TORONTO — Saturday, Brian Ortega will make the most important walk of his career. He’ll enter the octagon at Scotiabank Arena to challenge Max Holloway for the UFC featherweight championship. Hundreds of thousands will be watching. His undefeated record will be on the line. The fame, prestige and, most importantly, earning potential that comes with the life of a champion will be, too.
But Ortega probably won’t be as tense during his walk Saturday as he is when he’s walking around the southern Los Angeles neighbourhoods where he grew up — where he still lives today. When he’s on a sidewalk in Harbor City or San Pedro or Wilmington. When he’s surrounded by the underprivileged environment he emerged from.
Earlier this week, Ortega sat down for a pre-fight media availability at an upscale restaurant in Beverly Hills, on one of those lavish streets that couldn’t be any more different than the disadvantaged ones he grew up on 30 minutes south. Someone asked him if he feels like a target when he’s home. Ortega chuckled and looked down at the wood table before him.
"That’s a fear. That’s a fear that I have," he said. "What’s that song? It says, ‘everything that you do will come back to you in your sweet time?’ That’s why I still don’t relax. Even my coach gets mad at me sometimes. He’s like, ‘Come on, man — relax.’ I go, ‘nah.’ I’m always good. But I just never know if someone one day or whatever — you never know, man. It’s something that you don’t know. So, we always stay alert. And we’re ready. All the time."
Ortega calls it his PTSD. A lingering neurosis from an upbringing that he says was stained by gang violence, bloodshed and death. The feeling that something extremely vicious and harmful could happen to him at any moment.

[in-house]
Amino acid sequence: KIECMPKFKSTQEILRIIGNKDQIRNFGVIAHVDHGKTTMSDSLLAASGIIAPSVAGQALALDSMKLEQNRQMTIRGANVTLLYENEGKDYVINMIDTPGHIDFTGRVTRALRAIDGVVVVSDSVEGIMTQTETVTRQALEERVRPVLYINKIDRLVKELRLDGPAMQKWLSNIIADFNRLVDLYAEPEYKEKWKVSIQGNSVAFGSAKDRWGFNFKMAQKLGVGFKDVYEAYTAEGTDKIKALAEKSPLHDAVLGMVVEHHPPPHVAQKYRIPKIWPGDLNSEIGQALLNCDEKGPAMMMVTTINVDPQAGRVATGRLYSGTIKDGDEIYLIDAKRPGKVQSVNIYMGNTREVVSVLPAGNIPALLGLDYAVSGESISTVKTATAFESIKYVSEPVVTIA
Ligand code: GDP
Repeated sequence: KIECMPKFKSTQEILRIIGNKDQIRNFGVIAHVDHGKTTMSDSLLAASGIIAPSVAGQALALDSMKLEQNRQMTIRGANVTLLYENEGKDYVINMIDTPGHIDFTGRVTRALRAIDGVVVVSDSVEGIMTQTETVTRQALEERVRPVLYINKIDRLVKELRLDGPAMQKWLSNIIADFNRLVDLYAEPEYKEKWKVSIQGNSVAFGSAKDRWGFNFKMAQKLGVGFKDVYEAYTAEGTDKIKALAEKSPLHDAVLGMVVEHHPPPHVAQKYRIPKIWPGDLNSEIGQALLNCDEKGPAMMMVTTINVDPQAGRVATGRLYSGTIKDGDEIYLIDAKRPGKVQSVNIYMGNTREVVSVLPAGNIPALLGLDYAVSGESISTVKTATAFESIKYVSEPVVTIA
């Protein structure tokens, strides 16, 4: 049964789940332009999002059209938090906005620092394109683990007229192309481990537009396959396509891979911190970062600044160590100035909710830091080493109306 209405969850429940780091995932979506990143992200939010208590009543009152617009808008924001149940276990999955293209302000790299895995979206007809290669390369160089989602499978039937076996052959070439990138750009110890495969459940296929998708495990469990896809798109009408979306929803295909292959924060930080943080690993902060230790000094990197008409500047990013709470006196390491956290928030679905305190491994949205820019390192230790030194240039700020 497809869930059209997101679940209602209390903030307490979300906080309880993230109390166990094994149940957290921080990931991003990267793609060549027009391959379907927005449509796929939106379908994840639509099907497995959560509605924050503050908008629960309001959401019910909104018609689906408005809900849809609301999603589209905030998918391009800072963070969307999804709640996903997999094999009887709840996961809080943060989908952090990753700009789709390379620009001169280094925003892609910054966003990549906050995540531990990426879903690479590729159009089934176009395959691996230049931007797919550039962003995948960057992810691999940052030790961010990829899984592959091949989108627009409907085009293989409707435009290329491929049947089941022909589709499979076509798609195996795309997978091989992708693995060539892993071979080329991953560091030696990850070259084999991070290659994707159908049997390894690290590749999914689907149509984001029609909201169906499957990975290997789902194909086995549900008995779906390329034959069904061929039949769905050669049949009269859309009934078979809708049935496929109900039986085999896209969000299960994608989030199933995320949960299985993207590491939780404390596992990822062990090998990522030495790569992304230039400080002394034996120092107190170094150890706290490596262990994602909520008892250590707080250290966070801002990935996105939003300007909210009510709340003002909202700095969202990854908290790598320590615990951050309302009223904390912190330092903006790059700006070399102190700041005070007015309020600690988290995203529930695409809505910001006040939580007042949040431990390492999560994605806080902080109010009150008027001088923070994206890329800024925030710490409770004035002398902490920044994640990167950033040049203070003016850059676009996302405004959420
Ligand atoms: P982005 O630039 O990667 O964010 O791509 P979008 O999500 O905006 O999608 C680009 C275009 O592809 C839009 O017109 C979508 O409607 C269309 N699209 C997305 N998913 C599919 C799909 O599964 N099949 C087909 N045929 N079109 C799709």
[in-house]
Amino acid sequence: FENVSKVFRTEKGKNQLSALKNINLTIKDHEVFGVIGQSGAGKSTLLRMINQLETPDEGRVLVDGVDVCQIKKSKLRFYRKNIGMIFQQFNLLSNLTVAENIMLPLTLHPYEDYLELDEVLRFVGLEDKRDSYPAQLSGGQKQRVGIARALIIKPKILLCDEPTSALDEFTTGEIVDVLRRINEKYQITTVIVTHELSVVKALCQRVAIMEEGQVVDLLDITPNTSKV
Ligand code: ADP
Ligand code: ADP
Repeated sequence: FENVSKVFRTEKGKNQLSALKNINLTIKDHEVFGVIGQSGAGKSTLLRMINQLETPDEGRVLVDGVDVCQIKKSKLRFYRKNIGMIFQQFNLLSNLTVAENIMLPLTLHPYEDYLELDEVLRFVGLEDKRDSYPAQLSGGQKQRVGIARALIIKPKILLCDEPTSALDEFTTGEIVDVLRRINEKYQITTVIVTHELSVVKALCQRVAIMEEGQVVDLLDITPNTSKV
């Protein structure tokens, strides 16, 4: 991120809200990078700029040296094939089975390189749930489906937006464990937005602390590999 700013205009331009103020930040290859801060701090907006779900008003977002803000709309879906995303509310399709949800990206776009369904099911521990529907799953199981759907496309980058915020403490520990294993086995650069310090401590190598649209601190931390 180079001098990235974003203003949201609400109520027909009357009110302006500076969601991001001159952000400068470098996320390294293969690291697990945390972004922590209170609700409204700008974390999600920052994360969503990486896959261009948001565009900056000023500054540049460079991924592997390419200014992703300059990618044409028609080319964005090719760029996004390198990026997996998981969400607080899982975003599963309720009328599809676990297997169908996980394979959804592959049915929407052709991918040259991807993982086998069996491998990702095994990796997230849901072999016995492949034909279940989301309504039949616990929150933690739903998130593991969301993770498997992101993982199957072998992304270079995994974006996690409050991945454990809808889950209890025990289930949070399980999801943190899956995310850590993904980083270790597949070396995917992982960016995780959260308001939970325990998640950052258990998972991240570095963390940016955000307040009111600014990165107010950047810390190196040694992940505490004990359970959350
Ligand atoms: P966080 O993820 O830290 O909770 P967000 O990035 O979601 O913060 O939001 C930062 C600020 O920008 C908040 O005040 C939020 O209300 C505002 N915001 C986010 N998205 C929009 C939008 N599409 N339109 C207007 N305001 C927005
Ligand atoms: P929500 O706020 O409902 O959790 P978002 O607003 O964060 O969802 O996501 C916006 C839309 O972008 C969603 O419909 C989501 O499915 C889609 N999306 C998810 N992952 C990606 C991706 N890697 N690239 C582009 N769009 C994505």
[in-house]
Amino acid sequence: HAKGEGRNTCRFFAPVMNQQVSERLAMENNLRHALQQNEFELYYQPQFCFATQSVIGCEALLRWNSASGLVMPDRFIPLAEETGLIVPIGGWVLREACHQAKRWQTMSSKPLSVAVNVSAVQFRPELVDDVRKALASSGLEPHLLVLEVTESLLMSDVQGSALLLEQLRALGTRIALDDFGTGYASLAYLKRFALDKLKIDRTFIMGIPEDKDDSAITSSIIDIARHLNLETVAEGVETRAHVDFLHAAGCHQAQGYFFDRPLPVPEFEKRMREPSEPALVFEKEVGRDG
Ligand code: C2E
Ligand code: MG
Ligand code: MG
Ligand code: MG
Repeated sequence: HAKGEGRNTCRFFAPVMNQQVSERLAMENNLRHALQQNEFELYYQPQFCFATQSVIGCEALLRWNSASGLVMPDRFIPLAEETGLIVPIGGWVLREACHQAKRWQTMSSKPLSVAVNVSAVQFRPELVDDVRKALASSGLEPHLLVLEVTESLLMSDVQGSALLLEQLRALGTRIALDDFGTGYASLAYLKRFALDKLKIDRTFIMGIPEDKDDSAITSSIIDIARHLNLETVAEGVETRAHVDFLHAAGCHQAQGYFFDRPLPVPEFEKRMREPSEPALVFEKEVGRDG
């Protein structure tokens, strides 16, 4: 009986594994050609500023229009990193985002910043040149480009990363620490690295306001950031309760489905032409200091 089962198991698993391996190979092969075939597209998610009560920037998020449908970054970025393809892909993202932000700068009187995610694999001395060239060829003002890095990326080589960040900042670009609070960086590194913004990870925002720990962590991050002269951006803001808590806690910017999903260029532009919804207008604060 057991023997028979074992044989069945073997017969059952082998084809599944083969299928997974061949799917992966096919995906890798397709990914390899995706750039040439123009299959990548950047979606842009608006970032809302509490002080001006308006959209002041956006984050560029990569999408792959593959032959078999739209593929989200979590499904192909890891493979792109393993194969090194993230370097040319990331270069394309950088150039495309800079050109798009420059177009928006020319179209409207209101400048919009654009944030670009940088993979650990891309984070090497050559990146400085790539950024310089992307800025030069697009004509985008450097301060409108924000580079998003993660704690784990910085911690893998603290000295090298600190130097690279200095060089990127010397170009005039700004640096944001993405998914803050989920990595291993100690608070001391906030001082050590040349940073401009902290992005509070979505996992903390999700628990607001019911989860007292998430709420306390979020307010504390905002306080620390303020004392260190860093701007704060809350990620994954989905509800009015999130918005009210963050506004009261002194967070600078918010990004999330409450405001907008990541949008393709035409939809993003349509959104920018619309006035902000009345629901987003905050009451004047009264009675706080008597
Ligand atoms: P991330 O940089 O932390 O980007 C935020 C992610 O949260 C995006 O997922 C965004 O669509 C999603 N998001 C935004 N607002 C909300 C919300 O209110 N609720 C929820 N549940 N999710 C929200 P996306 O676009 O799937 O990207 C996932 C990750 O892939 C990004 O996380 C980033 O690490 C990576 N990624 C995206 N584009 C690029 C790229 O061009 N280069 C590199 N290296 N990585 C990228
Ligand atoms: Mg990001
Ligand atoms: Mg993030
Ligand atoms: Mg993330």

His childhood certainly wasn’t a charmed one. Ortega’s parents emigrated from Mexico in the 1980s, settling in San Pedro, where a son, Brian, was born in 1991. Ortega says he grew up sleeping on the floor in a small, Section 8 housing project apartment that would often have upwards of a dozen people living in it. He recalls times his parents, both working multiple jobs, struggled to pay bills, resulting in the home’s electricity and heat being shut off.
The picture Ortega paints of life in the neighbourhood is one of turmoil, gangs and violence. Fights in his front yard, drive-by shootings on his street, frequent confrontations with law enforcement. He learned to fight out of necessity, not amusement. The martial arts he honed in his teens were for his own survival, not a potential career.
On an episode of the Big Brown Breakdown podcast in early 2017, Ortega detailed how he was kicked out of every high school in Los Angeles’s greater Harbor Region, often for fighting. He told a story about putting hands on a teacher in the 11th grade, which resulted in Ortega leaving the class in handcuffs. He says he figures many of his acquaintances from that time are now either dead or in jail.
The only reason Ortega hasn’t joined them may be jiu-jitsu. As the story goes, when Ortega was 13, he fought an older boy in front of his home. Ortega held his own on the feet, but when the kid got him in a choke hold the fight came to an abrupt end. Not long after, Ortega attended UFC 60 at nearby Staples Center to watch jiu-jitsu legend Royce Gracie in one of his final fights. It was there that Ortega decided he wanted to learn how to sink devastating chokes like Gracie did — like the one that laid him out in his own front yard.
That led Ortega to the Gracie Jiu-Jitsu Academy in nearby Torrance where he began working with Royce’s nephew, Rener Gracie. Ortega trained for a year at the academy and had three stripes on his white belt when his father said he’d have to stop because the family could no longer afford the classes. But Ortega was uncommonly talented and only beginning to scratch the surface of his potential. So, Gracie cut Ortega a deal: if he did odd jobs around the academy — cleaning mats, folding gi’s, helping instruct children’s classes — he could continue his training for free.